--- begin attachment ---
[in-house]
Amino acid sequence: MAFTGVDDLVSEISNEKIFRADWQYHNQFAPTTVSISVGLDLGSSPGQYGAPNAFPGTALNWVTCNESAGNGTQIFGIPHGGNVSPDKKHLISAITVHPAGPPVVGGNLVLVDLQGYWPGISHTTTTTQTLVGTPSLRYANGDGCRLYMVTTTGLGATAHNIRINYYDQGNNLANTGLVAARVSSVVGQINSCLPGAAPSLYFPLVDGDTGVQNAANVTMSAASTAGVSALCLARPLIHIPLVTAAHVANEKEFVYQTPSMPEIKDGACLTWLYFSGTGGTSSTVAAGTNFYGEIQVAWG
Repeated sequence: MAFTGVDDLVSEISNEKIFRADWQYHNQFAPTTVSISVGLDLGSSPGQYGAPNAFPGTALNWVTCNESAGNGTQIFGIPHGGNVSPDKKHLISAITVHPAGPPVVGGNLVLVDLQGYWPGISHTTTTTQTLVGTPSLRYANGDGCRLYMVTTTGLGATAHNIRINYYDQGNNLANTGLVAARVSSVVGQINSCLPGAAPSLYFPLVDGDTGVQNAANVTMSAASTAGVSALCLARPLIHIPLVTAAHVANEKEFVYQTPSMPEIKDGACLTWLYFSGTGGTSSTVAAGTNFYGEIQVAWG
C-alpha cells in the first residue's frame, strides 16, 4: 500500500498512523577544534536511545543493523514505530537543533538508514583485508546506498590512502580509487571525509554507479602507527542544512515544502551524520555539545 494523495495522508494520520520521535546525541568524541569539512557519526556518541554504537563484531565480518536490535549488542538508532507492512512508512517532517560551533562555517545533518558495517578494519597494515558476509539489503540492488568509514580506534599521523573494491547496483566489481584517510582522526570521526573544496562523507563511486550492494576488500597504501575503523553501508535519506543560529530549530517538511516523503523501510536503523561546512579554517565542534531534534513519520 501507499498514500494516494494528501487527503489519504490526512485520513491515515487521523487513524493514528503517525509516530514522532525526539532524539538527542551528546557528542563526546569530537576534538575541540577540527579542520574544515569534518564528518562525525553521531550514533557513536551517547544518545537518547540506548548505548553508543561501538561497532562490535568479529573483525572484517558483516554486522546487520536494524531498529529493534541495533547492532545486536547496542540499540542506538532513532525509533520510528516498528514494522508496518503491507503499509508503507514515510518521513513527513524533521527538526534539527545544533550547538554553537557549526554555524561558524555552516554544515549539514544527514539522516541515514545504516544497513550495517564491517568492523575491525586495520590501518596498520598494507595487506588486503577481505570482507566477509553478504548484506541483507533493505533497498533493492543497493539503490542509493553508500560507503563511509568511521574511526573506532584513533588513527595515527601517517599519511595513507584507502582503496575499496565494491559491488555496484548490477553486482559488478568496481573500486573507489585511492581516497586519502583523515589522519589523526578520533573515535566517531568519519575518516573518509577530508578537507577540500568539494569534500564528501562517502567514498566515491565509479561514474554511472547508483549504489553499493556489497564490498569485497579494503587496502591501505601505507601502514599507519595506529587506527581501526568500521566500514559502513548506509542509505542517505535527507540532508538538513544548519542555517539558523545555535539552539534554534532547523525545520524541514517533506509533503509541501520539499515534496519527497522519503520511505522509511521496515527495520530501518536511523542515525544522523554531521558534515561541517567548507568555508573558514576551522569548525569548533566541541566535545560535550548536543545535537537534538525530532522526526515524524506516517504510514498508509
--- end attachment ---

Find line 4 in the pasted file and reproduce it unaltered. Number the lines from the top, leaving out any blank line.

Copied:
C-alpha cells in the first residue's frame, strides 16, 4: 500500500498512523577544534536511545543493523514505530537543533538508514583485508546506498590512502580509487571525509554507479602507527542544512515544502551524520555539545 494523495495522508494520520520521535546525541568524541569539512557519526556518541554504537563484531565480518536490535549488542538508532507492512512508512517532517560551533562555517545533518558495517578494519597494515558476509539489503540492488568509514580506534599521523573494491547496483566489481584517510582522526570521526573544496562523507563511486550492494576488500597504501575503523553501508535519506543560529530549530517538511516523503523501510536503523561546512579554517565542534531534534513519520 501507499498514500494516494494528501487527503489519504490526512485520513491515515487521523487513524493514528503517525509516530514522532525526539532524539538527542551528546557528542563526546569530537576534538575541540577540527579542520574544515569534518564528518562525525553521531550514533557513536551517547544518545537518547540506548548505548553508543561501538561497532562490535568479529573483525572484517558483516554486522546487520536494524531498529529493534541495533547492532545486536547496542540499540542506538532513532525509533520510528516498528514494522508496518503491507503499509508503507514515510518521513513527513524533521527538526534539527545544533550547538554553537557549526554555524561558524555552516554544515549539514544527514539522516541515514545504516544497513550495517564491517568492523575491525586495520590501518596498520598494507595487506588486503577481505570482507566477509553478504548484506541483507533493505533497498533493492543497493539503490542509493553508500560507503563511509568511521574511526573506532584513533588513527595515527601517517599519511595513507584507502582503496575499496565494491559491488555496484548490477553486482559488478568496481573500486573507489585511492581516497586519502583523515589522519589523526578520533573515535566517531568519519575518516573518509577530508578537507577540500568539494569534500564528501562517502567514498566515491565509479561514474554511472547508483549504489553499493556489497564490498569485497579494503587496502591501505601505507601502514599507519595506529587506527581501526568500521566500514559502513548506509542509505542517505535527507540532508538538513544548519542555517539558523545555535539552539534554534532547523525545520524541514517533506509533503509541501520539499515534496519527497522519503520511505522509511521496515527495520530501518536511523542515525544522523554531521558534515561541517567548507568555508573558514576551522569548525569548533566541541566535545560535550548536543545535537537534538525530532522526526515524524506516517504510514498508509